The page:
Oft-forgotten is the role Pakistan played in turning the tide of the Bosnian War vis a vis countering the Serbian Army and aiding Bosnian Muslims.

The conflict was thrust into the spotlight when General Ratko Mladić (or the Butcher of Bosnia), the Chief of the Serbian Army, led an ethnic cleansing campaign of Bosnians. Having complete control over the Serbian media, he used Serbian nationalism to try to convince average Serbs to arm themselves for a brutal extermination campaign. A large number of war crimes were committed by the Serbs through its army, its paramilitary and even its police force. The war crimes were mostly carried out on ethnic and religious grounds and were primarily directed against Bosnian civilians and the most violence was committed between July the 11th and July the 13th 1995. United Nations-led safe zones were dismantled by the army of General Mladić, as they over powered Dutch UN Peace Keepers who found themselves outnumbered and outgunned. Systematic cleansing was carried out of over 25,000 – 30,000 Bosnian Muslims.

The support that came from Pakistan can be broken into three parts:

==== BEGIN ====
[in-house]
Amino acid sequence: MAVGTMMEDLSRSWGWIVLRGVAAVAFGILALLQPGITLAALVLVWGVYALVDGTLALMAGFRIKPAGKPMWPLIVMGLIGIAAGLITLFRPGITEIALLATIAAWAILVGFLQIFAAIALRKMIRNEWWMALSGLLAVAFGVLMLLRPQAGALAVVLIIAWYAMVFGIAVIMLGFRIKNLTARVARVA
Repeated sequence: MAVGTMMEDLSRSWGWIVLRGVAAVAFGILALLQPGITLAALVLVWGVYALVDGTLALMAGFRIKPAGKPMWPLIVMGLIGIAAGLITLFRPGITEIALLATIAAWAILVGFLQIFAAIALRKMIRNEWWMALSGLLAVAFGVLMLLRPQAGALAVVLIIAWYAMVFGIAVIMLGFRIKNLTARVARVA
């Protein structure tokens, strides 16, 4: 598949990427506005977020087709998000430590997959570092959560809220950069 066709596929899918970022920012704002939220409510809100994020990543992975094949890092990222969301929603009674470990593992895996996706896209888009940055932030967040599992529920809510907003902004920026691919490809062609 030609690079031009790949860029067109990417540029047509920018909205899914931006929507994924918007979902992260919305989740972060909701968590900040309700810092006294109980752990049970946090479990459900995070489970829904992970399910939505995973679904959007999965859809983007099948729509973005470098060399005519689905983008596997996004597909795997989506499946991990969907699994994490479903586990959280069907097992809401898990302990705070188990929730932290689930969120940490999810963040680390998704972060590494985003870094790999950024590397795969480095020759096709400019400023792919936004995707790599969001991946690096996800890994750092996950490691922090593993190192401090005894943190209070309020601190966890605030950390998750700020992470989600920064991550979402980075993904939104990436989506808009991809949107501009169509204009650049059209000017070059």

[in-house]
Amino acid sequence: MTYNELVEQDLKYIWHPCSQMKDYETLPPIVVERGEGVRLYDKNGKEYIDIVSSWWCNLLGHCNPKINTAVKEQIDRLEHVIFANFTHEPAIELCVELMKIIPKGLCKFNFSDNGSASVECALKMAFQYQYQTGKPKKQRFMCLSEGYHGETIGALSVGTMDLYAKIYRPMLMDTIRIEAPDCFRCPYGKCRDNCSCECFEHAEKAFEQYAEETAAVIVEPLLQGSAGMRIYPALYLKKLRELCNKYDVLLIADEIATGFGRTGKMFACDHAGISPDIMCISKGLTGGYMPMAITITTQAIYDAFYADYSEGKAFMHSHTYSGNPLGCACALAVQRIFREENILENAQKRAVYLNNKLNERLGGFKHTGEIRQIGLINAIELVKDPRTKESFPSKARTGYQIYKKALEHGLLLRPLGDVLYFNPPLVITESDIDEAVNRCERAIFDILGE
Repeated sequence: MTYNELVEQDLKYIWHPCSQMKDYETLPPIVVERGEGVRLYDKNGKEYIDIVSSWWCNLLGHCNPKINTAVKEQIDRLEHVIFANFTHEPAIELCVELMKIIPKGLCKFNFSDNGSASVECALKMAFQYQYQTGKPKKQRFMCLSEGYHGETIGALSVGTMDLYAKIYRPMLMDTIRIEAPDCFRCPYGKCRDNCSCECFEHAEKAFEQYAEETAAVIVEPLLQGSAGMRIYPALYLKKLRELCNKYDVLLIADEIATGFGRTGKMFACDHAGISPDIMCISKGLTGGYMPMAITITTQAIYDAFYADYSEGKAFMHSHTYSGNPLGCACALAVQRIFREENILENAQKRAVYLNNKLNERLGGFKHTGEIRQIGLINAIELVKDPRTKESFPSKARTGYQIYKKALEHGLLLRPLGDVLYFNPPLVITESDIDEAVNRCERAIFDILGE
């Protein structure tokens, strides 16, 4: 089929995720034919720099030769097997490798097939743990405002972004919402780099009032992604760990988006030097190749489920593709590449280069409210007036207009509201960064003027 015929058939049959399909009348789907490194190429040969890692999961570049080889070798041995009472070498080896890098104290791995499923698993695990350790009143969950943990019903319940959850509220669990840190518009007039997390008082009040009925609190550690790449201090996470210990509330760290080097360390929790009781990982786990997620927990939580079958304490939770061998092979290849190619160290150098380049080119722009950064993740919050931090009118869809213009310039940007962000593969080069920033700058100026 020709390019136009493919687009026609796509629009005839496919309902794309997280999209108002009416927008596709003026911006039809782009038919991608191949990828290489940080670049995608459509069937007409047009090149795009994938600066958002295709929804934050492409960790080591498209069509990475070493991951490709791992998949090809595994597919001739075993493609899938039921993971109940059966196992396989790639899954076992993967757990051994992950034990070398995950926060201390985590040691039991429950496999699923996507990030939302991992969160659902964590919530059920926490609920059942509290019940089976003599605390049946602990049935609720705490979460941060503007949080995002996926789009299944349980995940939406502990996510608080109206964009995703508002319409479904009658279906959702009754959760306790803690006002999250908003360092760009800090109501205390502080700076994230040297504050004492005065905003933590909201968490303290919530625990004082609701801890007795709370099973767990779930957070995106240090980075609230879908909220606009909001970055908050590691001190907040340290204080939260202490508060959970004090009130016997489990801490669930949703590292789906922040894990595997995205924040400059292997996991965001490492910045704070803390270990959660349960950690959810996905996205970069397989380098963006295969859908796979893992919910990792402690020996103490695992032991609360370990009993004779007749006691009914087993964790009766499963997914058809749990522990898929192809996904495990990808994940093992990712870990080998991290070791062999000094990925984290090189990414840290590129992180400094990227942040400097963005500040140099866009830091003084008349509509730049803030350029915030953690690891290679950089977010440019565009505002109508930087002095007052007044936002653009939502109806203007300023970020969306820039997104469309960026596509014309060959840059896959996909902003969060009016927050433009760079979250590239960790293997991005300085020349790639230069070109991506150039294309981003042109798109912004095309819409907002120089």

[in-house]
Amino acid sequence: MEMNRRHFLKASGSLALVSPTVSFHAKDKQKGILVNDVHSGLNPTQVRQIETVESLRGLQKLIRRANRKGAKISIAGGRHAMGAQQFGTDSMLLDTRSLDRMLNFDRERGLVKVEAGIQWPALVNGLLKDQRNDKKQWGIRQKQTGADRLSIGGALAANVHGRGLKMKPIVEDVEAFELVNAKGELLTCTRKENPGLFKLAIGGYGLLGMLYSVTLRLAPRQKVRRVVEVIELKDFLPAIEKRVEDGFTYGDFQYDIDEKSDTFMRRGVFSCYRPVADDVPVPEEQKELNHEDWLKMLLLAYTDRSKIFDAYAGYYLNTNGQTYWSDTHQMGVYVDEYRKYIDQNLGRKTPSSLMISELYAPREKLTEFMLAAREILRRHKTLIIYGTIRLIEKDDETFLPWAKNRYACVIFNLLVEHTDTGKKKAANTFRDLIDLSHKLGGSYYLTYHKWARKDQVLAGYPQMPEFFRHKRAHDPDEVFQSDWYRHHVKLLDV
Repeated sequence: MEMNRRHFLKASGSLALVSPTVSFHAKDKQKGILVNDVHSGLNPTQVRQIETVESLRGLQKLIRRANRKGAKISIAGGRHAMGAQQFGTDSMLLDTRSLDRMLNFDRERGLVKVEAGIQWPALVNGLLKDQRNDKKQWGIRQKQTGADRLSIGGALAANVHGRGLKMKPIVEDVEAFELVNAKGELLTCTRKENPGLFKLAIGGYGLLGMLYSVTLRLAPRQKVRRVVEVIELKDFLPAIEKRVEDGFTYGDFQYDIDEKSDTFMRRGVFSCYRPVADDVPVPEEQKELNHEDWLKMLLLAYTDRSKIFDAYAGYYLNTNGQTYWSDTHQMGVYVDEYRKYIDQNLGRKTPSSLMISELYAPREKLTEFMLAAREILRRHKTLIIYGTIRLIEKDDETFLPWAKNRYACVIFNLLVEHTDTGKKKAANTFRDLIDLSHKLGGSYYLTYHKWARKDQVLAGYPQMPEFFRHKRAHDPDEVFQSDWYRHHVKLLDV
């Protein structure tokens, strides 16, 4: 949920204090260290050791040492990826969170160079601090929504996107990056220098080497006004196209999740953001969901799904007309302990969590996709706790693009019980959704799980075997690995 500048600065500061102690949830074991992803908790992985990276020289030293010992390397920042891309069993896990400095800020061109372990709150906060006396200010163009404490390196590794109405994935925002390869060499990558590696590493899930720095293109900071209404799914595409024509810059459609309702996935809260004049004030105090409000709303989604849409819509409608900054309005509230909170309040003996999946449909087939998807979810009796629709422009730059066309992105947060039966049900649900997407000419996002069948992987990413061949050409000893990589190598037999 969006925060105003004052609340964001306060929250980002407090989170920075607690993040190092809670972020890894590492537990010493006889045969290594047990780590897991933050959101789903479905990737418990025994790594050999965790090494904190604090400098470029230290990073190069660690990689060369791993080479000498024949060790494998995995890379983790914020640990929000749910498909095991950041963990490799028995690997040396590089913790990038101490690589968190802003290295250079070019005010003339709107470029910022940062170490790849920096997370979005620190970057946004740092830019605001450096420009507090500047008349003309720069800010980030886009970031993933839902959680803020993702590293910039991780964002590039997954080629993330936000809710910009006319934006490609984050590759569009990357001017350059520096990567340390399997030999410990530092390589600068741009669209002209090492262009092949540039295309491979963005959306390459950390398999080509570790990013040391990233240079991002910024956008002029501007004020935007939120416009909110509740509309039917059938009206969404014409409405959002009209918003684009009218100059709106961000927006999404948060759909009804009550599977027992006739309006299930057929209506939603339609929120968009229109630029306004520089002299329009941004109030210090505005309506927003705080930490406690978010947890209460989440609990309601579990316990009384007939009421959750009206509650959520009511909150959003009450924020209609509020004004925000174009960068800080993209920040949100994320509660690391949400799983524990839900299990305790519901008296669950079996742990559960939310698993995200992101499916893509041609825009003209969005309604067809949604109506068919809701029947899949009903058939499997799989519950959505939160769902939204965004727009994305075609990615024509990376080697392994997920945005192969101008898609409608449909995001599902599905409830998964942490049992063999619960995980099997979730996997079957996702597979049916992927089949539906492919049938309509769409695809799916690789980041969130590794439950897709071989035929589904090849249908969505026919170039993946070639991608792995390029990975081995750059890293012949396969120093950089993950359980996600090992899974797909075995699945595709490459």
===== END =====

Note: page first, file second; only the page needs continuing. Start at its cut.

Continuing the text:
Firstly, the then President of Pakistan Sardar Farooq Ahmad Khan Leghari officially declared in a joint meeting of Muslim countries at Geneva in July 1995 that the UN arms embargo was illegal. He stated: “the Western policy of appeasement of the Serbian aggressors is not going to pay.” Pakistan subsequently declared that it would provide weapons to the Bosnian government in spite of the UN arms embargo. Under his direct orders to the Foreign Ministry of Pakistan, a campaign was led by Pakistan International Airlines (PIA) to airlift Bosnian refugees to Pakistan. Due to this, Pakistan became the 3rd biggest recipient of Bosnian refugees. The then Foreign Minister of Pakistan Shahryar Khan stated: “They are not refugees, they are our honoured guests. We have set up a Bosnian Village for them, not a refugee camp.” This imbibed the average Pakistani with a great sense of brotherhood for the refugees. The late Abdul Sattar Edhi, a globally renowned Pakistani philanthropist, made sure every Bosnian was welcomed in Pakistan with open arms. In just one day, he managed to raise 1 million PKR for the refugee relief effort. Other Pakistani humanitarian foundations also assured the Bosnian Ambassador of assistance in every way possible. Since the majority of refugees were children, they were shifted from Islamabad to Mansehra SOS Children School, where most of them stayed until 2004. Under President Sardar, Pakistan also presented a wartime loan of 20 million USD to Bosnia which proved crucial for them to implement defensive measures against the Serbian aggressors. The loan was later converted to a grant as a form of a gift from the People of Pakistan.